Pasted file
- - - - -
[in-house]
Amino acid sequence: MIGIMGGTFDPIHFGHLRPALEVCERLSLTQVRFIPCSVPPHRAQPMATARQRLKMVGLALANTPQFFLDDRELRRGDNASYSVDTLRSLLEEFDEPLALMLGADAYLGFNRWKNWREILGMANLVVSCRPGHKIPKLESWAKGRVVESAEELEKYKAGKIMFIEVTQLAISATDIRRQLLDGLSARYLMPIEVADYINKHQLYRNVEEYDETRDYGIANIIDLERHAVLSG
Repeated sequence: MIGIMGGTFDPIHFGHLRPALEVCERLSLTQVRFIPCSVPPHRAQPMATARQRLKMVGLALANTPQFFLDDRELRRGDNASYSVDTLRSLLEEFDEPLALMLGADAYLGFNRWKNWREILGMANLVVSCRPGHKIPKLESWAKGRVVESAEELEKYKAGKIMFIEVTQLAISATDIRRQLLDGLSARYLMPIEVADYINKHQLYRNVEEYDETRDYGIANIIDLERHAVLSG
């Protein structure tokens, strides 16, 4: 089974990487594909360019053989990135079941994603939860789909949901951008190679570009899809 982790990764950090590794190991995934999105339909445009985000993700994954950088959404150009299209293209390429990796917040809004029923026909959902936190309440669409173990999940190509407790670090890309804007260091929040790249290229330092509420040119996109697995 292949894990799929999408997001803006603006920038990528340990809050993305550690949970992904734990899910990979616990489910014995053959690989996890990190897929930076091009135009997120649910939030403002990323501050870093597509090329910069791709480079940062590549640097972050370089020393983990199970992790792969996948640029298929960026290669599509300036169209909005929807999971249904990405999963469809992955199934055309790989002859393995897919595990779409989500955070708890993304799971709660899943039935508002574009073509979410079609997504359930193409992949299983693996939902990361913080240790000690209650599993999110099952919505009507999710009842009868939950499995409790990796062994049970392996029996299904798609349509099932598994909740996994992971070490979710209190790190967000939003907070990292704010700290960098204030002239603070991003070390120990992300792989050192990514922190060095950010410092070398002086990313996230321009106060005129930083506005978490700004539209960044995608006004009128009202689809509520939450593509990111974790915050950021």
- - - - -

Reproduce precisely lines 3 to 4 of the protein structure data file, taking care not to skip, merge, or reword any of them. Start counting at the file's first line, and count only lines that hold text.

Repeated sequence: MIGIMGGTFDPIHFGHLRPALEVCERLSLTQVRFIPCSVPPHRAQPMATARQRLKMVGLALANTPQFFLDDRELRRGDNASYSVDTLRSLLEEFDEPLALMLGADAYLGFNRWKNWREILGMANLVVSCRPGHKIPKLESWAKGRVVESAEELEKYKAGKIMFIEVTQLAISATDIRRQLLDGLSARYLMPIEVADYINKHQLYRNVEEYDETRDYGIANIIDLERHAVLSG
């Protein structure tokens, strides 16, 4: 089974990487594909360019053989990135079941994603939860789909949901951008190679570009899809 982790990764950090590794190991995934999105339909445009985000993700994954950088959404150009299209293209390429990796917040809004029923026909959902936190309440669409173990999940190509407790670090890309804007260091929040790249290229330092509420040119996109697995 292949894990799929999408997001803006603006920038990528340990809050993305550690949970992904734990899910990979616990489910014995053959690989996890990190897929930076091009135009997120649910939030403002990323501050870093597509090329910069791709480079940062590549640097972050370089020393983990199970992790792969996948640029298929960026290669599509300036169209909005929807999971249904990405999963469809992955199934055309790989002859393995897919595990779409989500955070708890993304799971709660899943039935508002574009073509979410079609997504359930193409992949299983693996939902990361913080240790000690209650599993999110099952919505009507999710009842009868939950499995409790990796062994049970392996029996299904798609349509099932598994909740996994992971070490979710209190790190967000939003907070990292704010700290960098204030002239603070991003070390120990992300792989050192990514922190060095950010410092070398002086990313996230321009106060005129930083506005978490700004539209960044995608006004009128009202689809509520939450593509990111974790915050950021």